At one year after my dissociative identity disorder diagnosis, I can say I have learned a lot. When you receive a dissociative identity disorder (DID) diagnosis, your life changes (Criteria for Dissociative Identity Disorder in the DSM-5). You learn to adjust your life as a multiple in a world designed for singletons. Those adjustments aren’t easy, but you try and figure it out. Some changes can lead to progress, while other changes can set you back. So does living with DID get easier over time? Is one year after my dissociative identity disorder diagnosis easier than day one?

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What is Other Specified Dissociative Disorder?

What is Other Specified Dissociative Disorder?

Dissociative identity disorder (DID) is just one of several diagnoses listed in the dissociative disorders section of the Diagnostic and Statistical Manual of Mental Disorders (DSM-5). Many people live with dissociative symptoms, but don’t meet all of the criteria necessary for a diagnosis of DID. When this is the case, a different diagnosis — other specified dissociative disorder (OSDD) — can be more fitting. These diagnoses all have dissociation in common, so what makes them different?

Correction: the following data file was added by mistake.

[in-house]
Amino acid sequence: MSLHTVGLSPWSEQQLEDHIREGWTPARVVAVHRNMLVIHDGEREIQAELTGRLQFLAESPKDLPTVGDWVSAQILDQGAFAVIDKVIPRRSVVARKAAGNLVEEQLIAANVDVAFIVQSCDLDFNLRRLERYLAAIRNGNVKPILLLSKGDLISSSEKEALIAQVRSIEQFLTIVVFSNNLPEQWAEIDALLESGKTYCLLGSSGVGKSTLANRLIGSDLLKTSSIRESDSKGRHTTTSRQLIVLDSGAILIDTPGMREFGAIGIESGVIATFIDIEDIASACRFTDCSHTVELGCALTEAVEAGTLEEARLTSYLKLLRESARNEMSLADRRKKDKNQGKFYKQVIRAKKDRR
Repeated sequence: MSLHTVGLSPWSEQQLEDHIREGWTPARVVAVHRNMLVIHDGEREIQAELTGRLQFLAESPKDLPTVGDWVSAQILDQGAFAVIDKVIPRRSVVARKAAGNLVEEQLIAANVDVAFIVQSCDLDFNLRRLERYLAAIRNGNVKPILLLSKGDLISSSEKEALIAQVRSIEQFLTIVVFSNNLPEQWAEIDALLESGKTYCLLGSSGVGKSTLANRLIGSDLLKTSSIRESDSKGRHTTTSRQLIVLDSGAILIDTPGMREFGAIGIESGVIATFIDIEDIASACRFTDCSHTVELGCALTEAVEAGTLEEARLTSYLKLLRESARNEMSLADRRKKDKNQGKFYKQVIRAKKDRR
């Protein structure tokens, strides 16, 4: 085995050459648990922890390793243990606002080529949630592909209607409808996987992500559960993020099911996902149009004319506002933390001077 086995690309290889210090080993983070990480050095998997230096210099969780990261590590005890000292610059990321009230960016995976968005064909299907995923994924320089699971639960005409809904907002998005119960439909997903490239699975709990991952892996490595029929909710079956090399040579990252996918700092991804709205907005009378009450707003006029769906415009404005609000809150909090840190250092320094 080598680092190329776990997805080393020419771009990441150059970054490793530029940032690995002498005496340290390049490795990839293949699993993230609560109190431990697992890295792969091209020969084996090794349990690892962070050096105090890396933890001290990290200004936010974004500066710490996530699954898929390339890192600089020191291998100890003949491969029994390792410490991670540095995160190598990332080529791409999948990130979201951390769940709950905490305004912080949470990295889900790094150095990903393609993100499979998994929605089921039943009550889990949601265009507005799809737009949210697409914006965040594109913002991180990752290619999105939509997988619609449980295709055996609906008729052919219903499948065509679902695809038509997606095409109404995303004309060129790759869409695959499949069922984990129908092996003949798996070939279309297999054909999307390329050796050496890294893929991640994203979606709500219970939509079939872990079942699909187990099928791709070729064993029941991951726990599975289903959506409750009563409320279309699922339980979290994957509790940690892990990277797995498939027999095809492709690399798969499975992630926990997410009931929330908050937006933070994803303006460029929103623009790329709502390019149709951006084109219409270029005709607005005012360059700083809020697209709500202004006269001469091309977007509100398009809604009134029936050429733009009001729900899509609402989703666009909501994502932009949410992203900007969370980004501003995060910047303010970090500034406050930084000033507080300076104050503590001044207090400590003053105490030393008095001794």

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The Risks of Being Open About Your DID Diagnosis

The Risks of Being Open About Your DID Diagnosis

Disclosing a dissociative identity disorder (DID) diagnosis is a personal choice. There are many options regarding dos and don’ts of disclosure, and all of the pros and cons should be considered before making a decision. It is especially important to consider the risks of disclosing a DID diagnosis, and be prepared for any negative consequences that may come as a result of being open.

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Living with DID: Why I Can’t Just Get Over It

Living with DID: Why I Can’t Just Get Over It